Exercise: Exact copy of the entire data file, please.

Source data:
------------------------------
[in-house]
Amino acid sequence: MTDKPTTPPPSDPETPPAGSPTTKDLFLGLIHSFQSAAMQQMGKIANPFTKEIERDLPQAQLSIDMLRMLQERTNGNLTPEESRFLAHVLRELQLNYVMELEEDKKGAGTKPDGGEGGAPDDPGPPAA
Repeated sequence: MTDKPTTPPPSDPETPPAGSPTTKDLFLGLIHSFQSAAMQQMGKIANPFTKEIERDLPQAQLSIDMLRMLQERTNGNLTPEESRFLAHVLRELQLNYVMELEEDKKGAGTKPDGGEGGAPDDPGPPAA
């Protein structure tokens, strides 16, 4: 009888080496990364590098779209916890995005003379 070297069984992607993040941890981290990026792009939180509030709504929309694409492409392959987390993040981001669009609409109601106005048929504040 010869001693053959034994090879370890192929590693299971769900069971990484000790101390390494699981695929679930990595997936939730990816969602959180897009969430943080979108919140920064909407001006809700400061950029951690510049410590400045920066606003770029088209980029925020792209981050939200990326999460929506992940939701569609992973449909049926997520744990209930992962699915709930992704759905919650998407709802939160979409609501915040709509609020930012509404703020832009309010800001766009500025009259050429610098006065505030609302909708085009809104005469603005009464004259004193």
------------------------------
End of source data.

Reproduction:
[in-house]
Amino acid sequence: MTDKPTTPPPSDPETPPAGSPTTKDLFLGLIHSFQSAAMQQMGKIANPFTKEIERDLPQAQLSIDMLRMLQERTNGNLTPEESRFLAHVLRELQLNYVMELEEDKKGAGTKPDGGEGGAPDDPGPPAA
Repeated sequence: MTDKPTTPPPSDPETPPAGSPTTKDLFLGLIHSFQSAAMQQMGKIANPFTKEIERDLPQAQLSIDMLRMLQERTNGNLTPEESRFLAHVLRELQLNYVMELEEDKKGAGTKPDGGEGGAPDDPGPPAA
């Protein structure tokens, strides 16, 4: 009888080496990364590098779209916890995005003379 070297069984992607993040941890981290990026792009939180509030709504929309694409492409392959987390993040981001669009609409109601106005048929504040 010869001693053959034994090879370890192929590693299971769900069971990484000790101390390494699981695929679930990595997936939730990816969602959180897009969430943080979108919140920064909407001006809700400061950029951690510049410590400045920066606003770029088209980029925020792209981050939200990326999460929506992940939701569609992973449909049926997520744990209930992962699915709930992704759905919650998407709802939160979409609501915040709509609020930012509404703020832009309010800001766009500025009259050429610098006065505030609302909708085009809104005469603005009464004259004193």